In the aftermath of Teva ($TEVA) CEO Jeremy Levin's departure announcement yesterday, media reports offer a few puzzle pieces that combine into one picture: Who in the world will the generics giant find to take on the job?
In making his exit, Levin leaves a company in disarray, with deep rancor among the board and management, and a controversial cost-cutting program in the works. Labor leaders are unhappy with the company, thanks to the threat of layoffs in Israel. And Chairman Phillip Frost has been cast as the control-seeking bad guy, whose leadership style could scare CEO candidates away.
One major red flag: Levin told Israeli news service Calcalist that he didn't actually resign as Teva's press release stated. "The correct words that should be used are that Teva's board of directors and I agreed that I will leave my post," he said in an interview (as quoted by Ynet). "I said two days ago that I would not resign, and I acted accordingly."
Red flag two: Analysts and institutional investors appeared none too happy with Teva's leadership during yesterday's conference call to discuss Levin's departure. Analysts pressed Frost about his conflict with Levin and questioned Teva's ability to attract a qualified replacement willing to step into the hot seat. As Bloomberg notes, one analyst actually told Frost that Teva is "a very dysfunctional organization" during the call.
Red flag three: Bloomberg points out that bringing a CEO into Israel, where Teva is based, could be problematic. Frost himself said during yesterday's call that he wouldn't be willing to live in Israel himself. And look at the politics: Cost cuts aimed at the country ignited a firestorm of protest. Government officials got into the act. Though Teva is a multinational company now, the country still sees it as a "national champion" with an obligation to the Israeli economy. That's a heavy expectation for a company already struggling to turn around.
And red flag four: Moody's actually issued a report on Levin's departure, calling it a "credit negative," because it could change the ex-CEO's "clearly articulated business strategy closely crafted by Dr. Levin and board since he joined the company."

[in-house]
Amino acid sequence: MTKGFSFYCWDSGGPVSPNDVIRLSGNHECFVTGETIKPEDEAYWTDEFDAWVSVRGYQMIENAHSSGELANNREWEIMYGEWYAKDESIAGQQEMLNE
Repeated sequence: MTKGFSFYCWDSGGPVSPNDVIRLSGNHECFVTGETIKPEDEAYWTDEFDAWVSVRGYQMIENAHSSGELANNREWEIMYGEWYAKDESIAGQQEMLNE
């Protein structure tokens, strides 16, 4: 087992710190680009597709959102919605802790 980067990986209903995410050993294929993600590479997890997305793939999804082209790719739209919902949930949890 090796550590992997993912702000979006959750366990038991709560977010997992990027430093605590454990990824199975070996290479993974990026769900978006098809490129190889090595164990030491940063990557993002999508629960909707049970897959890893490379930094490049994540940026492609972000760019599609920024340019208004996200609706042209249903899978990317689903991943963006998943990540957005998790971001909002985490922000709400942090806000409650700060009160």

Levin joined Teva from Bristol-Myers Squibb ($BMY), bringing Big Pharma experience and business development chops to the job. If Frost really wouldn't grant Levin enough power to pilot the ship, then who would he trust at the helm? "A candidate will now ask himself if he should be joining a company in which the last CEO couldn't function," said Ori Hershkovitz, a partner at Israel-based Sphera Funds Management (as quoted by Bloomberg). "When Levin took the job at Teva he was considered a pharma god. But at Teva there's only one boss and that is Phillip Frost. And Jeremy made the mistake of thinking he would be able to manage the company."
According to The Times of Israel, Levin leaves the company with the promise of two years' salary and a $3 million parting payment. He may find himself feeling well shut of the company. Meanwhile, Teva's CEO search reportedly has a front-runner already: Erez Vigodman. As an Israeli, he wouldn't have to relocate to take the job. Plus, he's already a member of Teva's board. Presumably that means he knows how to work with Frost and the rest of the directors (or at least knows where the pitfalls are). Whether that means he could satisfy investors and analysts is another question.
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